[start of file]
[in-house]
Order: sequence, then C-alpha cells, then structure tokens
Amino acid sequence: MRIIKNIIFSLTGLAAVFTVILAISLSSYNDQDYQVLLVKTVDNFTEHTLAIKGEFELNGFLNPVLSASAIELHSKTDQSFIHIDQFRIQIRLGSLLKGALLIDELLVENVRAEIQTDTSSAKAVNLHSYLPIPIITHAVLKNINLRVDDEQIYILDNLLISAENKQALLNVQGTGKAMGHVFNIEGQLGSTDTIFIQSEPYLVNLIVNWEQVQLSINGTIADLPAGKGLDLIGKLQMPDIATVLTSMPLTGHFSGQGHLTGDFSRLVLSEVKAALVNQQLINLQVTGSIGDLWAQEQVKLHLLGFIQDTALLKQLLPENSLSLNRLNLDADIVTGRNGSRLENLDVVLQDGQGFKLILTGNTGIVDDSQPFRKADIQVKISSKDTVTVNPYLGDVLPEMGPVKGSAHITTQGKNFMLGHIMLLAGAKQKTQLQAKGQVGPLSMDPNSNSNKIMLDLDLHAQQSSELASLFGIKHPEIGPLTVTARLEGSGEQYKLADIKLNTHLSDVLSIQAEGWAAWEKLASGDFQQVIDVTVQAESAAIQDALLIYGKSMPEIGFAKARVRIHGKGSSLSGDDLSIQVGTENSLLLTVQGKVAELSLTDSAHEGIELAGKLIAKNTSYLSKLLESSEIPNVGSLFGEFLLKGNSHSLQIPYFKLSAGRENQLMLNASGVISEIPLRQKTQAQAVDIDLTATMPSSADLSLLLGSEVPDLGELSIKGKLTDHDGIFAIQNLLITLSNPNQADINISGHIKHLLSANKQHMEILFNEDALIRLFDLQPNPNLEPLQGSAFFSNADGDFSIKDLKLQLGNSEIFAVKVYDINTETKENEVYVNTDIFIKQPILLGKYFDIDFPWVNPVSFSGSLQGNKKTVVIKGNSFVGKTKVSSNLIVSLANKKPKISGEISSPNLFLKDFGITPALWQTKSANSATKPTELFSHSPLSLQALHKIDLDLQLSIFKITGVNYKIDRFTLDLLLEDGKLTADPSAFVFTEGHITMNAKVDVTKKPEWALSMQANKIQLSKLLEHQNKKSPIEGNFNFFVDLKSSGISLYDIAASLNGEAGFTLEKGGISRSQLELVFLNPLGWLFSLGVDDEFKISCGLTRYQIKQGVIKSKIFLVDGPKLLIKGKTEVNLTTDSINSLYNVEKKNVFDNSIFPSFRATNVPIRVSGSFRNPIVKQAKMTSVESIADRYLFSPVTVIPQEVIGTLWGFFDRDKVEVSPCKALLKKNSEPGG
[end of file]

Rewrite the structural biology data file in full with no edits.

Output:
[in-house]
Order: sequence, then C-alpha cells, then structure tokens
Amino acid sequence: MRIIKNIIFSLTGLAAVFTVILAISLSSYNDQDYQVLLVKTVDNFTEHTLAIKGEFELNGFLNPVLSASAIELHSKTDQSFIHIDQFRIQIRLGSLLKGALLIDELLVENVRAEIQTDTSSAKAVNLHSYLPIPIITHAVLKNINLRVDDEQIYILDNLLISAENKQALLNVQGTGKAMGHVFNIEGQLGSTDTIFIQSEPYLVNLIVNWEQVQLSINGTIADLPAGKGLDLIGKLQMPDIATVLTSMPLTGHFSGQGHLTGDFSRLVLSEVKAALVNQQLINLQVTGSIGDLWAQEQVKLHLLGFIQDTALLKQLLPENSLSLNRLNLDADIVTGRNGSRLENLDVVLQDGQGFKLILTGNTGIVDDSQPFRKADIQVKISSKDTVTVNPYLGDVLPEMGPVKGSAHITTQGKNFMLGHIMLLAGAKQKTQLQAKGQVGPLSMDPNSNSNKIMLDLDLHAQQSSELASLFGIKHPEIGPLTVTARLEGSGEQYKLADIKLNTHLSDVLSIQAEGWAAWEKLASGDFQQVIDVTVQAESAAIQDALLIYGKSMPEIGFAKARVRIHGKGSSLSGDDLSIQVGTENSLLLTVQGKVAELSLTDSAHEGIELAGKLIAKNTSYLSKLLESSEIPNVGSLFGEFLLKGNSHSLQIPYFKLSAGRENQLMLNASGVISEIPLRQKTQAQAVDIDLTATMPSSADLSLLLGSEVPDLGELSIKGKLTDHDGIFAIQNLLITLSNPNQADINISGHIKHLLSANKQHMEILFNEDALIRLFDLQPNPNLEPLQGSAFFSNADGDFSIKDLKLQLGNSEIFAVKVYDINTETKENEVYVNTDIFIKQPILLGKYFDIDFPWVNPVSFSGSLQGNKKTVVIKGNSFVGKTKVSSNLIVSLANKKPKISGEISSPNLFLKDFGITPALWQTKSANSATKPTELFSHSPLSLQALHKIDLDLQLSIFKITGVNYKIDRFTLDLLLEDGKLTADPSAFVFTEGHITMNAKVDVTKKPEWALSMQANKIQLSKLLEHQNKKSPIEGNFNFFVDLKSSGISLYDIAASLNGEAGFTLEKGGISRSQLELVFLNPLGWLFSLGVDDEFKISCGLTRYQIKQGVIKSKIFLVDGPKLLIKGKTEVNLTTDSINSLYNVEKKNVFDNSIFPSFRATNVPIRVSGSFRNPIVKQAKMTSVESIADRYLFSPVTVIPQEVIGTLWGFFDRDKVEVSPCKALLKKNSEPGG